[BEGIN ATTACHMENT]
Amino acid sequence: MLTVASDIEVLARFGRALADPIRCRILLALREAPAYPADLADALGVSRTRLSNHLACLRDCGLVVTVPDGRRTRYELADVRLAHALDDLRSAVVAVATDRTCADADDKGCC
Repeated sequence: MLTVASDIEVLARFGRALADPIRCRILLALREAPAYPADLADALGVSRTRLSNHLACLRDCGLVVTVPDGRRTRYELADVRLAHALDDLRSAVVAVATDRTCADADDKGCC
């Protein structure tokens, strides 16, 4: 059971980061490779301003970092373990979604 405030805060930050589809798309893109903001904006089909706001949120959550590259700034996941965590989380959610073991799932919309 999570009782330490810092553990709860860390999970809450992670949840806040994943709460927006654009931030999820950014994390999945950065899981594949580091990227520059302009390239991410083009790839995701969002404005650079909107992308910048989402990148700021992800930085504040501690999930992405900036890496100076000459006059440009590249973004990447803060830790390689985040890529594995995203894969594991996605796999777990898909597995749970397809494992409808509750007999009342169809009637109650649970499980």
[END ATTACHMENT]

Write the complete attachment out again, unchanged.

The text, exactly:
Amino acid sequence: MLTVASDIEVLARFGRALADPIRCRILLALREAPAYPADLADALGVSRTRLSNHLACLRDCGLVVTVPDGRRTRYELADVRLAHALDDLRSAVVAVATDRTCADADDKGCC
Repeated sequence: MLTVASDIEVLARFGRALADPIRCRILLALREAPAYPADLADALGVSRTRLSNHLACLRDCGLVVTVPDGRRTRYELADVRLAHALDDLRSAVVAVATDRTCADADDKGCC
């Protein structure tokens, strides 16, 4: 059971980061490779301003970092373990979604 405030805060930050589809798309893109903001904006089909706001949120959550590259700034996941965590989380959610073991799932919309 999570009782330490810092553990709860860390999970809450992670949840806040994943709460927006654009931030999820950014994390999945950065899981594949580091990227520059302009390239991410083009790839995701969002404005650079909107992308910048989402990148700021992800930085504040501690999930992405900036890496100076000459006059440009590249973004990447803060830790390689985040890529594995995203894969594991996605796999777990898909597995749970397809494992409808509750007999009342169809009637109650649970499980």